Electronic voting was always a solution in search of a problem. It became the white elephant it is now through arrogance, stupidity and a determination to spend any national funds rather than admit the original decision was wrong. The most recent report of the Commission on E-Voting diplomatically provided the government with a fig leaf. It listed three areas where paper voting was better and four where electronic voting was superior. One up for E-voting, you might think. Unless you looked at what the respective areas of superiority were. Paper voting is less likely to result in Major Counting Errors. E-Voting might make it easier to implement a new way of counting our votes, if we decide to do that in the future.
I know where my priorities lie there.
And then finally to the silent issue in Irish decisions- the unsayable truth running through all these stories. If you are a person interested in power for its own sake- in the exertion of control for psychological or personal gain- you will join the party most likely to be in power. By 2007, Fianna Fáil will have been in power for 17 and a half of the last 20 years. The institutions of the state cannot fail to have been effected by such hegemony. If you are an ambitious lawyer, Civil Servant, Garda Officer, Planning Official or Army officer you will understand that your future prospects will depend on loyalty to the Executive’s wishes rather than the nation’s need.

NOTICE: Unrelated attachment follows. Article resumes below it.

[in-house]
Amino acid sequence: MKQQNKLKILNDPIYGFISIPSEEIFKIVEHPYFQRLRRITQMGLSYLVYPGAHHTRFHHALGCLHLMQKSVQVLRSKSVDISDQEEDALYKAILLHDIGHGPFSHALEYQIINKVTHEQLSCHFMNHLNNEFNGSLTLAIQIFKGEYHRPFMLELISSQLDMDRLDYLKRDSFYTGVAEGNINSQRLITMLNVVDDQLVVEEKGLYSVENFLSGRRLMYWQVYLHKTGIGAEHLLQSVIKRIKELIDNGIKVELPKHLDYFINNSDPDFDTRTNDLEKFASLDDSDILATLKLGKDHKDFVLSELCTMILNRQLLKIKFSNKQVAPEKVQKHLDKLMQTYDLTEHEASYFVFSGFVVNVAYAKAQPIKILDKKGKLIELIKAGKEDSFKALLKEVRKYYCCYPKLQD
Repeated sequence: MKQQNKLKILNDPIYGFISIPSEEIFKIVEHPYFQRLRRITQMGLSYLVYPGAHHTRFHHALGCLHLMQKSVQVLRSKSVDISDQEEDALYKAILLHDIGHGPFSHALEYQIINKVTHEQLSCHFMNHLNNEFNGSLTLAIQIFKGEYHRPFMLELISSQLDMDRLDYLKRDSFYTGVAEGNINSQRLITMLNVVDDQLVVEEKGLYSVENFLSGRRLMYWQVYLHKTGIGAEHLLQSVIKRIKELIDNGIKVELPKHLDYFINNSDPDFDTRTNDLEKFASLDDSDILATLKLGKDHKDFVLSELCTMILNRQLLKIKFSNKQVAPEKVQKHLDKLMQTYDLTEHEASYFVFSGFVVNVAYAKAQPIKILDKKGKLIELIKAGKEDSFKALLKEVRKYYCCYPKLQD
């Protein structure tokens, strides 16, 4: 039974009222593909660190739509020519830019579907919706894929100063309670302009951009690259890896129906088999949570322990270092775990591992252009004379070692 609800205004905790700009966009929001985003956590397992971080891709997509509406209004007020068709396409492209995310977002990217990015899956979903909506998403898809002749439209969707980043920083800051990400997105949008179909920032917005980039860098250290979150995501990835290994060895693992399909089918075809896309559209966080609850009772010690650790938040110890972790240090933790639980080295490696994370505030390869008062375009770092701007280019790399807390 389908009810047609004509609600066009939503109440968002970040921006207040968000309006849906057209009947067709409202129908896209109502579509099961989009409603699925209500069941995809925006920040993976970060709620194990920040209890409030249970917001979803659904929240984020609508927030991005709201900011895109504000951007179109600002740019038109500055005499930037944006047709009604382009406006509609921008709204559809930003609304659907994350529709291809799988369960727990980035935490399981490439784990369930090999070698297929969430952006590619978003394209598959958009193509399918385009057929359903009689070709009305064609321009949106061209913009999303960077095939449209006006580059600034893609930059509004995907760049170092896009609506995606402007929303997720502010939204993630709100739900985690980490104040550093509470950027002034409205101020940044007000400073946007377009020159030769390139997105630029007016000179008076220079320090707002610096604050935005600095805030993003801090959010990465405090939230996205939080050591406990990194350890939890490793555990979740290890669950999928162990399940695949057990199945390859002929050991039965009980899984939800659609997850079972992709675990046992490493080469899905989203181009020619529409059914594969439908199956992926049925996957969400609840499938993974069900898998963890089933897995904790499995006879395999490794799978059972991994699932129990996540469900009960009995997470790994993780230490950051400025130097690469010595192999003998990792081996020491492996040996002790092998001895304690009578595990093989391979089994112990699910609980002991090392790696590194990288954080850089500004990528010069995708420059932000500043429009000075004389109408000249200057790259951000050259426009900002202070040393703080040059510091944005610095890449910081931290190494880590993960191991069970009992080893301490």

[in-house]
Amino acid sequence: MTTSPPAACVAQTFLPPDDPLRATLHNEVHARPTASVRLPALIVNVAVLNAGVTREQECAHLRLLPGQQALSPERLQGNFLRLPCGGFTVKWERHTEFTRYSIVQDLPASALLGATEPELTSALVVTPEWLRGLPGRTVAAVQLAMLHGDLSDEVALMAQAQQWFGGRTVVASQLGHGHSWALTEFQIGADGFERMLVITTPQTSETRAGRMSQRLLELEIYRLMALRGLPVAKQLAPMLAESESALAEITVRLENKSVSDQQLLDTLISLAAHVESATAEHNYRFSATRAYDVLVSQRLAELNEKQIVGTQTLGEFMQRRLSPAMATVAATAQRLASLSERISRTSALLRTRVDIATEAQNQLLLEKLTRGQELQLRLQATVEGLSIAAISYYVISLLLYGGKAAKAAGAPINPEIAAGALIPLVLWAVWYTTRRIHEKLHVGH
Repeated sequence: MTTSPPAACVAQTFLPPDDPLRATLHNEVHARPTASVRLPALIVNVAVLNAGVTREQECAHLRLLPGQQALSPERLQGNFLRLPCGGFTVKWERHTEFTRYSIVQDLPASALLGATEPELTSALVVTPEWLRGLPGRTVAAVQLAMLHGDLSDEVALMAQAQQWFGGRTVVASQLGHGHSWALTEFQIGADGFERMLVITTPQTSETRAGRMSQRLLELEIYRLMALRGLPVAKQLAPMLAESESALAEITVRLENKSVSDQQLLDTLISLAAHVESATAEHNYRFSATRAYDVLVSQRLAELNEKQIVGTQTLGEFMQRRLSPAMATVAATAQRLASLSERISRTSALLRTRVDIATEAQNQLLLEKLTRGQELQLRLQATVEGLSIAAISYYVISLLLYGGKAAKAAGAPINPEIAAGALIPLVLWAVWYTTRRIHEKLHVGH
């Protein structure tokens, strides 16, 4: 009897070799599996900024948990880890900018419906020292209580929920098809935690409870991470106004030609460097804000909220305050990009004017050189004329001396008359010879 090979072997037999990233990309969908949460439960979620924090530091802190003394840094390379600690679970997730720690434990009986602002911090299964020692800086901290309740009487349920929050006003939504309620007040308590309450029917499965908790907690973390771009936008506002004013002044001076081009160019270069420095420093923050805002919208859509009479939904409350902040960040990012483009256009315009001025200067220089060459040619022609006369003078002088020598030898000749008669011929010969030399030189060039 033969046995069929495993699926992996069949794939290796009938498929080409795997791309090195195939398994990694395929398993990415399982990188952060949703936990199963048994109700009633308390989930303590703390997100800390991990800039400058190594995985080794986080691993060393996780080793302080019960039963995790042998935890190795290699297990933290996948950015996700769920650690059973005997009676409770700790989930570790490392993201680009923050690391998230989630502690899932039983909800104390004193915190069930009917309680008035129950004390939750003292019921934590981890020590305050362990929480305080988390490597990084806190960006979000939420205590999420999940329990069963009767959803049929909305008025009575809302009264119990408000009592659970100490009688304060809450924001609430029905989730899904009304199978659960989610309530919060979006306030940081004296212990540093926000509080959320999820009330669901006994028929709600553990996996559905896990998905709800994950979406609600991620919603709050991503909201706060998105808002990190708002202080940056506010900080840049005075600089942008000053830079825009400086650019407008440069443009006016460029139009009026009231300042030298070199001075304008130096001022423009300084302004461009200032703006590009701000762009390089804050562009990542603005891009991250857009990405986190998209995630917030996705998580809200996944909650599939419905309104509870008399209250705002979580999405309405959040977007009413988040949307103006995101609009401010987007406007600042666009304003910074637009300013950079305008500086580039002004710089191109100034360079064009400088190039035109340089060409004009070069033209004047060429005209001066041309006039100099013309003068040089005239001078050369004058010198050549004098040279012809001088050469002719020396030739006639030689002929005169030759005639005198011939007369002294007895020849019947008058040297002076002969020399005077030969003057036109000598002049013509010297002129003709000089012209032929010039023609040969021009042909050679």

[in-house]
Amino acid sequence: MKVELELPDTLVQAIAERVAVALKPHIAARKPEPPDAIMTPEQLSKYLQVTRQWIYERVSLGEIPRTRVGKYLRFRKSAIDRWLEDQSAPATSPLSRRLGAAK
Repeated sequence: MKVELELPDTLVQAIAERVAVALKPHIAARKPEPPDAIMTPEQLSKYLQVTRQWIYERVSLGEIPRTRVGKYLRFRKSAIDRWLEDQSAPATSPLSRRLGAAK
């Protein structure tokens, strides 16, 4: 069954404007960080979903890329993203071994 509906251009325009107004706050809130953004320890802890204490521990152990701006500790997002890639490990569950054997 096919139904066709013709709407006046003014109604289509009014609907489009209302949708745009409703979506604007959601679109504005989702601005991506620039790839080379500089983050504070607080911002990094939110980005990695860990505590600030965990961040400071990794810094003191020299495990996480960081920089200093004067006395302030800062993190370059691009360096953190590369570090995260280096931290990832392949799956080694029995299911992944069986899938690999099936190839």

This election will decide whether we continue on the road we’re on now. Whether we get the same decisions or new chances opening up. I don’t have any illusions about the opposition but they have a single shining advantage- they represent a change. They can make new decisions, go in new directions. And they can reverse the bad decisions and wrong directions we’ve taken.
But this election is only half the fight. No non-Fianna Fail government has ever been re-elected. To break the hegemony, people working for the good of the nation must know that they won’t be punished for it when the natural party of government returns.
I’m looking for ways to act to effect change. Like a lot of people, I have a limited amount of free time. Quite limited, when I consider my personal and professional commitments. I want to get the most effect for the least investment of time.
I’d like this essay to be the start of a discussion about what form that effective action might take. If you’d like to be part of that discussion, or you’re already having it and would like to invite some more people to join in, leave a comment or send me an email.
Bad decisions cost lives, money and opportunities.
Let’s change them.